An assessment of Prostate Cancer Research International: Active Surveillance (PRIAS) criteria for active surveillance of clinically low-risk prostate cancer patients

Vitor da Silva, Ilias Cagiannos, Luke T. Lavallée, Ranjeeta Mallick, Kelsey Witiuk, Sonya Cnossen, James A. Eastham, Dean A. Fergusson, Chris Morash, Rodney H. Breau


Introduction: Active surveillance is a strategy to delay or prevent treatment of indolent prostate cancer. The Prostate Cancer Research International: Active Surveillance (PRIAS) criteria were developed to select patients for prostate cancer active surveillance. The objective of this study was to compare pathological findings from PRIAS-eligible and PRIAS-ineligible clinically low-risk prostate cancer patients.

Methods: A D’Amico low-risk cohort of 1512 radical prostatectomy patients treated at The Ottawa Hospital or Memorial Sloan Kettering Cancer Centre between January 1995 and December 2007 was reviewed. Pathological outcomes (pT3 tumours, Gleason sum ≥7, lymph node metastases, or a composite) and clinical outcomes (prostate-specific antigen [PSA] recurrence, secondary cancer treatments, and death) were compared between PRIAS-eligible and PRIAS-ineligible cohorts.

Results: The PRIAS-eligible cohort (n=945) was less likely to have Gleason score ≥7 (odds ratio [OR] 0.61; 95% confidence interval [CI] 0.49‒0.75), pT3 (OR 0.41; 95% CI 0.31‒0.55), nodal metastases (OR 0.37; 95% CI 0.10‒1.31), or any adverse feature (OR 0.56; 95% CI 0.45‒0.69) compared to the PRIAS-ineligible cohort. The probability of any adverse pathology in the PRIAS-eligible cohort was 41% vs. 56% in the PRIAS-ineligible cohort. At median followup of 3.7 years, 72 (4.8%) patients had a PSA recurrence, 24 (1.6%) received pelvic radiation, and 13 (0.9%) received androgen deprivation. No difference was detected for recurrence-free and overall survival between groups (recurrence hazard ratio [HR] 0.71; 95% CI 0.46–1.09 and survival HR 0.72; 95% CI 0.36–1.47).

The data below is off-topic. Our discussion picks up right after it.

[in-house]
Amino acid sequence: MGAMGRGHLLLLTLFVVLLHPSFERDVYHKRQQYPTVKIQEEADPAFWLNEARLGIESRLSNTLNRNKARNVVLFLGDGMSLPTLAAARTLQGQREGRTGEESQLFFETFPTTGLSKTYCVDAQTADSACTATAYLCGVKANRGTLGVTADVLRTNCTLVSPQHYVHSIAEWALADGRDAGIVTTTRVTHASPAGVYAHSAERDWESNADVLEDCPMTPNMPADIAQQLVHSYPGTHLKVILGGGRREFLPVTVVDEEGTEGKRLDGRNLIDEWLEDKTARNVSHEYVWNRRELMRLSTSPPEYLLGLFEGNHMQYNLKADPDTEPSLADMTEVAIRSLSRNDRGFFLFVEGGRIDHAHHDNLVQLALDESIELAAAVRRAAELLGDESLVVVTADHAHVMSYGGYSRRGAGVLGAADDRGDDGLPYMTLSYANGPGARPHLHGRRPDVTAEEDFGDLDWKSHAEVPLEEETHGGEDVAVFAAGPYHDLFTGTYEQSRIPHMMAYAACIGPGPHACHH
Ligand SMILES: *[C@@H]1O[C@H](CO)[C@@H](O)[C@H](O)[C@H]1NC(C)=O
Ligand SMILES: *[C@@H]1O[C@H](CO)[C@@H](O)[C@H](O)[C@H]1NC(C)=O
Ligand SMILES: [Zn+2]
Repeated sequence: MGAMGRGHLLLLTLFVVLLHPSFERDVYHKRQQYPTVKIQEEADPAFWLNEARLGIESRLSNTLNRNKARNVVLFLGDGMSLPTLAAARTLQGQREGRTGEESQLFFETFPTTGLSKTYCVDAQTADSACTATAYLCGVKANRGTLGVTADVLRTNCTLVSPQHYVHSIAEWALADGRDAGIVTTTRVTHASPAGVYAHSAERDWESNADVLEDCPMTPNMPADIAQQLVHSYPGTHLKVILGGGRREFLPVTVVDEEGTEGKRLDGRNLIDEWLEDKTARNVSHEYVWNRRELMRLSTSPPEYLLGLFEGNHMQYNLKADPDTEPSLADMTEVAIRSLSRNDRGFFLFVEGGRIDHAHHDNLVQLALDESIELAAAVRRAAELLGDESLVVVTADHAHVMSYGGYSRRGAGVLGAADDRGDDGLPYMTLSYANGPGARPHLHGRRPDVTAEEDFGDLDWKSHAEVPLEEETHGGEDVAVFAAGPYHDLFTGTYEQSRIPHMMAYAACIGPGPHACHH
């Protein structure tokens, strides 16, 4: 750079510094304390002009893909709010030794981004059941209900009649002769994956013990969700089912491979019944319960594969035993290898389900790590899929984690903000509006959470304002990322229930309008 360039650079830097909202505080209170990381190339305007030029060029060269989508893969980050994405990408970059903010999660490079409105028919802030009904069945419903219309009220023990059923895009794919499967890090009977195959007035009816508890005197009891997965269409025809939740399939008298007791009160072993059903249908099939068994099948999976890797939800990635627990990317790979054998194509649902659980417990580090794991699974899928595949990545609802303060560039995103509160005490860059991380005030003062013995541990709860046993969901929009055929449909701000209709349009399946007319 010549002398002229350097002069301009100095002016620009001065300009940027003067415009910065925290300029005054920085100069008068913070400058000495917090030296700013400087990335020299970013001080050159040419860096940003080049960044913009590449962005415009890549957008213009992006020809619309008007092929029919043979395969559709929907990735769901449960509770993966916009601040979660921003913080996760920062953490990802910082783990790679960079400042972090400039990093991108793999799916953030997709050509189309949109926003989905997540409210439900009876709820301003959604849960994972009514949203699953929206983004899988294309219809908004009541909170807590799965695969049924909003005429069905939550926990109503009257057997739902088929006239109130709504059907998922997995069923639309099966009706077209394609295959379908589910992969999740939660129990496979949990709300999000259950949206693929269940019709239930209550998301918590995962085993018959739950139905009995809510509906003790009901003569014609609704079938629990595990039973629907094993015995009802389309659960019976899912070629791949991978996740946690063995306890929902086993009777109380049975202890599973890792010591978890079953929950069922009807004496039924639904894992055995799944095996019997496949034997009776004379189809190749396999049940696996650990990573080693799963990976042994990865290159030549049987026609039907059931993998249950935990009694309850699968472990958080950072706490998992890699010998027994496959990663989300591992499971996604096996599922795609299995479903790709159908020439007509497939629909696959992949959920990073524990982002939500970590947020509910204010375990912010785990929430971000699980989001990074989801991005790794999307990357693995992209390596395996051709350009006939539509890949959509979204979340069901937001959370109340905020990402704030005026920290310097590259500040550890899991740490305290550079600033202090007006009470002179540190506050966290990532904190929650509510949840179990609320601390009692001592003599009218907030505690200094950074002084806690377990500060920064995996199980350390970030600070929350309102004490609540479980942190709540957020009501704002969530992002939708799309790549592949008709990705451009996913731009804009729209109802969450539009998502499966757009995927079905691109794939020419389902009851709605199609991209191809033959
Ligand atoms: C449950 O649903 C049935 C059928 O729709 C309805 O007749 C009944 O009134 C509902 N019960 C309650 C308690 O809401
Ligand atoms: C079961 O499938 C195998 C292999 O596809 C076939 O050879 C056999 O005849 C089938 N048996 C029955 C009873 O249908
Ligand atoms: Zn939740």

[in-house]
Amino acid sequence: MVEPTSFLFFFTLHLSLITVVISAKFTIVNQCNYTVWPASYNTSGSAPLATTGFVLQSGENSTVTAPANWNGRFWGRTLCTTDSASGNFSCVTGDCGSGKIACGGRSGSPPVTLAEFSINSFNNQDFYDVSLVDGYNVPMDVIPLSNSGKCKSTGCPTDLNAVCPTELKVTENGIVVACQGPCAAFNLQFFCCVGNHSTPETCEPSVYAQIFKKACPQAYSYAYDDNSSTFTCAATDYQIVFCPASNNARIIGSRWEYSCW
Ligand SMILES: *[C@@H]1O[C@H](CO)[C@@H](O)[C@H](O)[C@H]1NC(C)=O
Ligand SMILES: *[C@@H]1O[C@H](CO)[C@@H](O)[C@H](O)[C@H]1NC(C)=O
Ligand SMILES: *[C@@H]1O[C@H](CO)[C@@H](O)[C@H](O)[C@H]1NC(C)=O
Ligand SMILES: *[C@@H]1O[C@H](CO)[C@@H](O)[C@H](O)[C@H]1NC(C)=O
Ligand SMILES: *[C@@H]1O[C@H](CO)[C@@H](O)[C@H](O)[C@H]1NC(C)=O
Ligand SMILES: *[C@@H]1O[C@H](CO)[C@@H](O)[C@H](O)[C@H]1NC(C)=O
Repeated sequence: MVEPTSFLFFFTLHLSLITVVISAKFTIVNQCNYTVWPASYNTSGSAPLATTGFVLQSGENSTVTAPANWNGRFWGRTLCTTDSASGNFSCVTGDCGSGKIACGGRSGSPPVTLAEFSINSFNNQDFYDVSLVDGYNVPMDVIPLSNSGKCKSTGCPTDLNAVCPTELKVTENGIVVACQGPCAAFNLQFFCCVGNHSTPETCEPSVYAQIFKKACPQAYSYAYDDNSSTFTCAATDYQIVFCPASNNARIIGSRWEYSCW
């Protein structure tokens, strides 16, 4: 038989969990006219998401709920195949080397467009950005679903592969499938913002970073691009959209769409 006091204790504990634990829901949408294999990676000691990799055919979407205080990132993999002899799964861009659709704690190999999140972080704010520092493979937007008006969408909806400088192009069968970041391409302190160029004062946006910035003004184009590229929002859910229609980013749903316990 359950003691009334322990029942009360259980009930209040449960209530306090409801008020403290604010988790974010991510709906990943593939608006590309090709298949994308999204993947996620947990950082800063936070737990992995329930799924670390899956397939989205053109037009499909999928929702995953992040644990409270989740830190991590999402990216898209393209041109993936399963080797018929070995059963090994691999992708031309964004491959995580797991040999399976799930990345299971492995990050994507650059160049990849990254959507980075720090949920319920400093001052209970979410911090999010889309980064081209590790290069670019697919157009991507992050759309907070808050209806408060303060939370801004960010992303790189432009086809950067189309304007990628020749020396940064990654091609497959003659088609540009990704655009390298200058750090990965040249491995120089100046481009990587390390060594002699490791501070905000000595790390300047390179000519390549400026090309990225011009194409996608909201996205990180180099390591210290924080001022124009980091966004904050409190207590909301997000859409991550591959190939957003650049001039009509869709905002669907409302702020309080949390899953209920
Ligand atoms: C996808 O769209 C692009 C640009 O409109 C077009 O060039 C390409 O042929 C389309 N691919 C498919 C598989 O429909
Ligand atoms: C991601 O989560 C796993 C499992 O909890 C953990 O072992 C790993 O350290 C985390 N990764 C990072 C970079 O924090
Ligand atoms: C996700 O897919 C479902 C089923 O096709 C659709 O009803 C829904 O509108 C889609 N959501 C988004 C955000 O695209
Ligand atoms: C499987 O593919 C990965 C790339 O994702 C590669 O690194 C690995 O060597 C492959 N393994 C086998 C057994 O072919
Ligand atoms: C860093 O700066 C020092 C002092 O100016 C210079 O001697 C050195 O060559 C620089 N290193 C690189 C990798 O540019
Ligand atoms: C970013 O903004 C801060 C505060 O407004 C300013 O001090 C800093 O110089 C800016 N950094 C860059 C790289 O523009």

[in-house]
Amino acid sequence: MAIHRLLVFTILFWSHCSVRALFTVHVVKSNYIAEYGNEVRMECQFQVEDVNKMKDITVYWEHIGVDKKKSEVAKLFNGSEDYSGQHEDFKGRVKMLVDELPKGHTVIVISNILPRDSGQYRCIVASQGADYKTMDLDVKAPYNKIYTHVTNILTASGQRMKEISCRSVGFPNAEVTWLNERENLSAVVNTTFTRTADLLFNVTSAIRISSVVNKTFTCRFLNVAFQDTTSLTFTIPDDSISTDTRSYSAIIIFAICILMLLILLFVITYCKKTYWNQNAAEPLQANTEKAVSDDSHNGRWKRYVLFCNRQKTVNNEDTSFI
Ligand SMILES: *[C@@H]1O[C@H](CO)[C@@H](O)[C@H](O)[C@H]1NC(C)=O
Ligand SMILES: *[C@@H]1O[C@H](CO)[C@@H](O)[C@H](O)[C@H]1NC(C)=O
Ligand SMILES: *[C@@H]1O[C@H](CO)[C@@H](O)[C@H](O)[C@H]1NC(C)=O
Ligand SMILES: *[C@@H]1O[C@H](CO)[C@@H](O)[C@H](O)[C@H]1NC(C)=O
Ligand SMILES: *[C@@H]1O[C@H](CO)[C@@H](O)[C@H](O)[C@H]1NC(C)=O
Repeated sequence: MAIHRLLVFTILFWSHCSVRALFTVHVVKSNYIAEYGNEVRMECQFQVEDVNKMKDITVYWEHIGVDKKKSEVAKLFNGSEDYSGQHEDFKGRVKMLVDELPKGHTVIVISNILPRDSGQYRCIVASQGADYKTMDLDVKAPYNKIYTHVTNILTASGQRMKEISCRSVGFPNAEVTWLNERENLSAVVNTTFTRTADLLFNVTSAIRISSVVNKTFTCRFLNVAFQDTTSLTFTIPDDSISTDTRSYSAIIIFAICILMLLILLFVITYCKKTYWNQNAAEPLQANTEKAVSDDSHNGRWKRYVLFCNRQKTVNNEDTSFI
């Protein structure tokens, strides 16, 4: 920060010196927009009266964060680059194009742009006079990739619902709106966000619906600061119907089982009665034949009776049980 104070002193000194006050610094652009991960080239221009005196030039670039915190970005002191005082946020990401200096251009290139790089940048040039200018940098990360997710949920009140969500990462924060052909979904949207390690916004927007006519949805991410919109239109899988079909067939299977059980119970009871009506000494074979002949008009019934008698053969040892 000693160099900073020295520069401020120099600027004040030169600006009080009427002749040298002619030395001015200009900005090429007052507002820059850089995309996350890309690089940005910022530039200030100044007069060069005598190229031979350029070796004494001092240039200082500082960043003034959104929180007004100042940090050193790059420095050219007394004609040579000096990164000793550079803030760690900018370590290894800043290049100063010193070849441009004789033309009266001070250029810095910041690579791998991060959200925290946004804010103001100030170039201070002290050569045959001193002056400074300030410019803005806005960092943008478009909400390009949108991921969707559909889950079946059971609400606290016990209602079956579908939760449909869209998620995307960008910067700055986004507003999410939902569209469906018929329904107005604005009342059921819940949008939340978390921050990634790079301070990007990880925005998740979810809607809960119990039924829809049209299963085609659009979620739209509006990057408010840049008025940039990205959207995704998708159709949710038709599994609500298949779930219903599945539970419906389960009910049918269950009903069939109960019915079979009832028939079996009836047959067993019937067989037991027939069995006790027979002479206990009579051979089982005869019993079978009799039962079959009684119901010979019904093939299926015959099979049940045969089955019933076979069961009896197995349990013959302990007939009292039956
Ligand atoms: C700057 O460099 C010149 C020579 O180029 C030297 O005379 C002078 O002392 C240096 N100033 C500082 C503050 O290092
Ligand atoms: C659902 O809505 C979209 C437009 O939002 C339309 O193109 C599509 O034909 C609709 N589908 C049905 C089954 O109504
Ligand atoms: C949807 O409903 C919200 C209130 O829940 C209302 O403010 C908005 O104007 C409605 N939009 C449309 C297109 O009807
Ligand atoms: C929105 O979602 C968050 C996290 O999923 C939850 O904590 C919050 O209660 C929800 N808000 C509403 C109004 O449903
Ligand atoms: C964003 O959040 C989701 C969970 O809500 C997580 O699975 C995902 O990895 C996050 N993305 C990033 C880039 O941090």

Conclusions: Low-risk prostate cancer patients who met PRIAS eligibility criteria are less likely to have higher-risk cancer compared to those who did not meet at least one of these criteria.

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